But there’s a problem: By definition such legislation would need to be very specific and quiet handed with severe penalties available. It certainly would not “tread lightly”. And of course big business would fight against it every inch of the way.

    • hey mate,

      you’re not debating the issues here, and appear to take umbrage at the whole concept of privatisation. I’m sorry, but that horse bolted 15 years ago. Privatisation is now mainstream. Telstra was partially privatised 17 years ago. I’m planning to examine any future comments you make and may place you on the pre-moderate list unless I can see you’re engaging with the mainstream thought on these issues and not on historic edge cases.

      I’m sorry … but as I mentioned, that horse really has bolted. Telstra was partially privatised 17 years ago.


      • I gave some background, then proposed that we develop a list of rules to allow private competition to function productively.

        Surely that directly addresses the topic?

      • Renai,

        you are getting very liberal with your “I’m going to put you on a pre-moderation list’ warnings. Historically, when you have been fighting so much with your audience, it has been because you haven’t been listening to them.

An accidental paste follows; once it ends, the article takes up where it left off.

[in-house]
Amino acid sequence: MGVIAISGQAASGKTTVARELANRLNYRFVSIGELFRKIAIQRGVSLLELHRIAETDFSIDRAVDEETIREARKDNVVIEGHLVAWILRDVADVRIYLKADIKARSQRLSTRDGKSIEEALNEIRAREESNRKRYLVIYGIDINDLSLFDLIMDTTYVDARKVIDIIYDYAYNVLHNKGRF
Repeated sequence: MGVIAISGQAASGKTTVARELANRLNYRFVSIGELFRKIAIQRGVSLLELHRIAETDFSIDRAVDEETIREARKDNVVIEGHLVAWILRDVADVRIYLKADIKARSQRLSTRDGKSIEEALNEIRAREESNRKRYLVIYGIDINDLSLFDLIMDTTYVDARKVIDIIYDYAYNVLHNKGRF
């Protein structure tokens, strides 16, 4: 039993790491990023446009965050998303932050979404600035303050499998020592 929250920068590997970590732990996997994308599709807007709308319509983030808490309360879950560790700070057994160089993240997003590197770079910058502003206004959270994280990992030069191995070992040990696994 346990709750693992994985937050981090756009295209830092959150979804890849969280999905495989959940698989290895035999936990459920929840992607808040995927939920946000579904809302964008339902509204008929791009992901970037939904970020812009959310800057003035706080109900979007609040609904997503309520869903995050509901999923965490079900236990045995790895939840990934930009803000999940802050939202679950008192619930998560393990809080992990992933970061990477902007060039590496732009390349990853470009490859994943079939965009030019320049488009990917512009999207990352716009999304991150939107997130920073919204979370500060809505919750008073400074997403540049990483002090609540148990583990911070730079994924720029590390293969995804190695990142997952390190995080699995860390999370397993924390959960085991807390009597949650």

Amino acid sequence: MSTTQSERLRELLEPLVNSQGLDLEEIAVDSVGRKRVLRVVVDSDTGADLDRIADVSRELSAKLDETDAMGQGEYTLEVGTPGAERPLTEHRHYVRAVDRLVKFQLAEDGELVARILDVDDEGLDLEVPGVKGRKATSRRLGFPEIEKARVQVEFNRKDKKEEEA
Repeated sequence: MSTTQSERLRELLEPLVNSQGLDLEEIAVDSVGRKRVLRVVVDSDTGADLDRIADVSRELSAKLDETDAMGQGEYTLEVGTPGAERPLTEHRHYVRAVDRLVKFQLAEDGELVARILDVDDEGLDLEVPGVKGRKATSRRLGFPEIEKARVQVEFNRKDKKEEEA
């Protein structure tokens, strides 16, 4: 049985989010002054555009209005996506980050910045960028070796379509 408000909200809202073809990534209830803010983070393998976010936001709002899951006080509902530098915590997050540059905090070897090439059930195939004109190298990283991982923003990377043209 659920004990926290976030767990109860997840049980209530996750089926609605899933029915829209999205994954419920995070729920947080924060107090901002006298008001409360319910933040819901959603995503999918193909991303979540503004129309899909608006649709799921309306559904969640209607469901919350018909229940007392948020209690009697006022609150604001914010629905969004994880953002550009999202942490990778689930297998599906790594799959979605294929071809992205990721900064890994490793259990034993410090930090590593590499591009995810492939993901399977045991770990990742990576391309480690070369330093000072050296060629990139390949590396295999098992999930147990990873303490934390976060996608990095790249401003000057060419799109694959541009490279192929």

The issue of public verses private ownership of the comms infrastructure is not ancient history as you say. It actually died last September, but would be immediately resurrected in the unlikely event of a double-dissolution. It is simmering under the surface constantly (albeit it needs to be acknowledged how much private involvement there was with the FTTP NBN model). Attacking people who still want to thrash it out, because you are resigned to the understanding that the fight has been resolved, is not fair.

        I know you want to focus on the post-FTTP-NBN reality, and I agree that we should look pragmatically to deal with how the cards have fallen.

        But lashing out as you have been is unseemly.

        • I’m being heavy handed here because, as quite a few commenters agreed, the debate on the previous article on this topic (de Percy’s piece) descended into a farce.

          In the two warnings I’ve given in the comments on this article, both commenters had straight away taken extremist points of view that were very much outside the constraints of the current debate. One said:

          “There is only one way Telecommunications infrastructure can be delivered”

          And the other challenged the whole basis of privatisation.

          Now, I’m sorry, but there are multiple ways that telecommunications infrastructure can be delivered — the successful deployment of many private sector telco networks in Australia starkly demonstrates that. If you doubt that statement … I encourage you to look into the history of companies such as PIPE Networks and Uecomm.